CSC enters turnaround mode

Just a couple weeks into his new job, Computer Sciences Corp.’s CEO Mike Lawrie described a troubled company that is beginning a “significant turnaround effort.”

The company’s revenue is flat – a positive in this environment – but profitability is down because of problems with certain projects including a troubled project with the United Kingdom National Health Service contract, company officials said in an analyst call April 11.

“The business is significantly under performing,” Lawrie said. “We do have significant challenges but clearly it can be fixed.”

Among the issues he has identified are profitability from projects that were either won by bidding too low or have had performance issues.

Also, the market has significantly shifted but CSC has not moved quickly enough to higher value offerings, he said.

“Internally, the operating model is overly complex and lacks accountability,” Lawrie said. “The cost structure also doesn’t match the reality of business today.”

CSC also has not done a good job of integrating its acquisitions over the years, he said.

“There is significant work ahead and there will be restructuring going forward,” Lawrie said.

He plans to establish a leaner operation with clearer lines of accountability. “Needless to say there will be some leadership changes as we move forward,” he said.

Unprofitable contracts also will either need to be fixed or renegotiated, he said.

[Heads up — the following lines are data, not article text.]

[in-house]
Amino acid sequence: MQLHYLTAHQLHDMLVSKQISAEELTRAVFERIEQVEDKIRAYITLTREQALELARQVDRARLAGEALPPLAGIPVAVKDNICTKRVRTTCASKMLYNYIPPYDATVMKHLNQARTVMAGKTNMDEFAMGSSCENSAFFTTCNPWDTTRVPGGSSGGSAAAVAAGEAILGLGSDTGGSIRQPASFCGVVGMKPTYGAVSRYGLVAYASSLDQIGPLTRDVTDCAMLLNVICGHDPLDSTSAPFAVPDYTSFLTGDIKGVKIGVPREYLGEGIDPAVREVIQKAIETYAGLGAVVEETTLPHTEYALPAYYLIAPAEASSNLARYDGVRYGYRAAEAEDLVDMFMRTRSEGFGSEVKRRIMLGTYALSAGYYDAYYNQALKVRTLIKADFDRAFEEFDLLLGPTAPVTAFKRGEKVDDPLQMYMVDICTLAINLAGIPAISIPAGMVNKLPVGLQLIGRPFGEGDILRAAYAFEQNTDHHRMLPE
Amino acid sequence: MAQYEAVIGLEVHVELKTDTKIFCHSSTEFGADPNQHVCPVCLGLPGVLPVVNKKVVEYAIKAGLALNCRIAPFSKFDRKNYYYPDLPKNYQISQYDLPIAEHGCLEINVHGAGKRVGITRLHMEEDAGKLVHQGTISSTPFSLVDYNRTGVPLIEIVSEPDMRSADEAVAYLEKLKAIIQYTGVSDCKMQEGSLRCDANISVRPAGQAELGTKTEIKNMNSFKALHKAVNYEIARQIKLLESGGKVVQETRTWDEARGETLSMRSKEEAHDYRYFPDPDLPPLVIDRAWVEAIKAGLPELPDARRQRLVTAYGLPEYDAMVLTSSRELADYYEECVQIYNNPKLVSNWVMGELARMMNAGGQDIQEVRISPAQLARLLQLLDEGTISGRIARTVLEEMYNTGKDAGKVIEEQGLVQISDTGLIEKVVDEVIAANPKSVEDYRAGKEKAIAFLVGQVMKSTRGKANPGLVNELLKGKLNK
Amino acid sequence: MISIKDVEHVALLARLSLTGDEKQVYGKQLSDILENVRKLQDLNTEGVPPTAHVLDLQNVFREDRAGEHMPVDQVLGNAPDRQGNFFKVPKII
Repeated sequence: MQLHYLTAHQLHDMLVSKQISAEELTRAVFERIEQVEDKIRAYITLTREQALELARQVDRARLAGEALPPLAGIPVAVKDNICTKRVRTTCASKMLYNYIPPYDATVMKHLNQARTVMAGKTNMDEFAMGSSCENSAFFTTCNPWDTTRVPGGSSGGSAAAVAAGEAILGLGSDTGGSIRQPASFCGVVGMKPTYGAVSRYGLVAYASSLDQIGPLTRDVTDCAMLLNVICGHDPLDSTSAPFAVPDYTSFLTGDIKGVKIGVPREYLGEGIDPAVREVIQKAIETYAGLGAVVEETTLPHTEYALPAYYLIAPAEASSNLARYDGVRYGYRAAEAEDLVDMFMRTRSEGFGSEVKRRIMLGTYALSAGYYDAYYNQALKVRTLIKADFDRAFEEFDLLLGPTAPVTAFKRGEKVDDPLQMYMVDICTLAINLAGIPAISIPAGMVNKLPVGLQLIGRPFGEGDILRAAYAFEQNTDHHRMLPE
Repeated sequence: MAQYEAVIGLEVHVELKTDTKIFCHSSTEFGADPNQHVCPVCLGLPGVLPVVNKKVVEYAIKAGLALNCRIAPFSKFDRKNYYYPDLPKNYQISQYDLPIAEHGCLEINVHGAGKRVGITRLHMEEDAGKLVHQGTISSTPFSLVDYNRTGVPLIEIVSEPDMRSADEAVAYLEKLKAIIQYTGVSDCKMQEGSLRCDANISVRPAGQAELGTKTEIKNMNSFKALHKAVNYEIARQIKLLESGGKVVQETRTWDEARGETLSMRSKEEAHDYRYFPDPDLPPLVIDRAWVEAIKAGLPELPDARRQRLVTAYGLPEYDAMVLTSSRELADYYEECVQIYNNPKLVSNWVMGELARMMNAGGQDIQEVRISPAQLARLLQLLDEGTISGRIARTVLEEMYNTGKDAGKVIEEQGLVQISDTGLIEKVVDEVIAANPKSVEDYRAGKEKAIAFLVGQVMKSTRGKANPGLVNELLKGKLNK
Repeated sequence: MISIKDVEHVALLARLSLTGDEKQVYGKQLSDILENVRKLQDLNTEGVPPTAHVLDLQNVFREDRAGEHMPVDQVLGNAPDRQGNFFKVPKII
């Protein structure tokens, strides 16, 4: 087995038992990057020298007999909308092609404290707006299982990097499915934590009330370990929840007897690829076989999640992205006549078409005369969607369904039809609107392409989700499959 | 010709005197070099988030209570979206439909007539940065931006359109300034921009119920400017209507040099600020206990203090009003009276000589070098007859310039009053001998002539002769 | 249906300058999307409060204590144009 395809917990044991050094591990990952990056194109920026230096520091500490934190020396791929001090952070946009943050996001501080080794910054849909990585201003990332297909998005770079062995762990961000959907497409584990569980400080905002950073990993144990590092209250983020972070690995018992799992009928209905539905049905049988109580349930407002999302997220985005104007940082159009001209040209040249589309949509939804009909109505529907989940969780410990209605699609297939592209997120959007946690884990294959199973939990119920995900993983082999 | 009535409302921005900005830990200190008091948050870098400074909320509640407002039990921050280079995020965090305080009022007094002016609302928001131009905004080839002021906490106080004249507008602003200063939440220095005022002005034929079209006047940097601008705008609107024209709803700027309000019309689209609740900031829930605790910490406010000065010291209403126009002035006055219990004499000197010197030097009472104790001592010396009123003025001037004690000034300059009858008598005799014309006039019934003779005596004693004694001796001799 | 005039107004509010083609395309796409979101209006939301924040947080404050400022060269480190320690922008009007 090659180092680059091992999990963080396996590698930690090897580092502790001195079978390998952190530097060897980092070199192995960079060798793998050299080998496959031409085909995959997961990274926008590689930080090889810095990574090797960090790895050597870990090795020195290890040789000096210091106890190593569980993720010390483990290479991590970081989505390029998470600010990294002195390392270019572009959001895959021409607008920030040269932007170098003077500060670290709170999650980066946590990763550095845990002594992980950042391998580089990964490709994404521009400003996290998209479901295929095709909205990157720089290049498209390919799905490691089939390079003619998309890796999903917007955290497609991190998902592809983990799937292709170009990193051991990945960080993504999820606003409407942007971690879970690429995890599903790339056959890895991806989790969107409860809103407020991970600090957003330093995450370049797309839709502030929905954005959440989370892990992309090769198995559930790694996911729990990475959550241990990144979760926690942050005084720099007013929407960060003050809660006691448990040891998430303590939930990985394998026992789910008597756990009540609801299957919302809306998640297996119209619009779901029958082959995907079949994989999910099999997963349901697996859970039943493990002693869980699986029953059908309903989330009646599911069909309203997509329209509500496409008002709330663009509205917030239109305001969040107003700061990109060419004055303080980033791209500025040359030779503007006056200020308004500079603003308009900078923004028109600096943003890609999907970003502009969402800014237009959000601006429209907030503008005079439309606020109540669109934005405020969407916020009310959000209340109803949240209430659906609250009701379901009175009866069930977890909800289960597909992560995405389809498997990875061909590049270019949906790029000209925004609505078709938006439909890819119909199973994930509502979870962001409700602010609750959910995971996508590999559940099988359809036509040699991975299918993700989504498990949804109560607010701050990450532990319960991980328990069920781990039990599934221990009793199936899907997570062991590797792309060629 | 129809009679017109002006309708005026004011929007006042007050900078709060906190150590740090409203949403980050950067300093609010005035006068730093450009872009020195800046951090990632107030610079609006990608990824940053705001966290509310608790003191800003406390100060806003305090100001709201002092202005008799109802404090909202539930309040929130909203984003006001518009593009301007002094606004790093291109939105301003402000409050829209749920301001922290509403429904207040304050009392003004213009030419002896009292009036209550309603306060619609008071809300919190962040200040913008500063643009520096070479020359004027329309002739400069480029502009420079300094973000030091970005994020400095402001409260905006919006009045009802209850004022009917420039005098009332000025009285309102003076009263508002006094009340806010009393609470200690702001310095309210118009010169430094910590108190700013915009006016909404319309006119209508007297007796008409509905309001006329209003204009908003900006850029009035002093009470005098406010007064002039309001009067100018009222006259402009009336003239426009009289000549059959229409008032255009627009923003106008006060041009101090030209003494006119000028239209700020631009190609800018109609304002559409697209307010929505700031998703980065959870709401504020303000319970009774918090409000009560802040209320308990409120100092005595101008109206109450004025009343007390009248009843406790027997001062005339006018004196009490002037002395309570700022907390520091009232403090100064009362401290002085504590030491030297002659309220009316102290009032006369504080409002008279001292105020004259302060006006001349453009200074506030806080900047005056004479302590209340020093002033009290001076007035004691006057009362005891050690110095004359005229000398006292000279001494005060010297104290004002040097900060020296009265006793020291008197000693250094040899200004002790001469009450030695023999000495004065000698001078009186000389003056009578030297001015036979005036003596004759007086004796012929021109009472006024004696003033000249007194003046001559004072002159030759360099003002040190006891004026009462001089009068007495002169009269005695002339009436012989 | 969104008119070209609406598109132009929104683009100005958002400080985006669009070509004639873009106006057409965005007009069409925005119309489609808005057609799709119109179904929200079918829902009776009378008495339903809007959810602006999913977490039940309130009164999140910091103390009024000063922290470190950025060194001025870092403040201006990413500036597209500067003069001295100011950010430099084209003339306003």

Lawrie did point out positives at the company including its public-sector business, software products, intellectual property and geographic presence. The company also continues to build its pipeline of new business.

By mid- to late summer, CSC will be able to lay out more concrete steps for the turnaround and the “metrics we will use to hold me and the management team accountable,” he said.

About the Author

Nick Wakeman is the editor-in-chief of Washington Technology. Follow him on Twitter: @nick_wakeman.

Reader Comments

Tue, Apr 17, 2012

CSC's constant reduction of experienced skilled personnel and "replaced" my low experience, lower cost personnel have helped to make some unprofitable contracts less of a financial burden but it certainly has not impressed the true clients, the people that depend on CSC for service. The client CIO may have been satisfied though by the cost reduction. CSC isn't the only outsourcing company that has tried this solution. When the client considers a contractor for some new business, they look at what has happened over the years with their existing contract.

Mon, Apr 16, 2012

Mike Lawrie is on target on all of the points that he made. CSC is (has been) so hungry to win new business that they under proce their bid to get the business. There is so much overhead in the comapny that it makes it nearly impossible for the company to be profitable without restructuring. CSC did the right thing to bring in an outsider.

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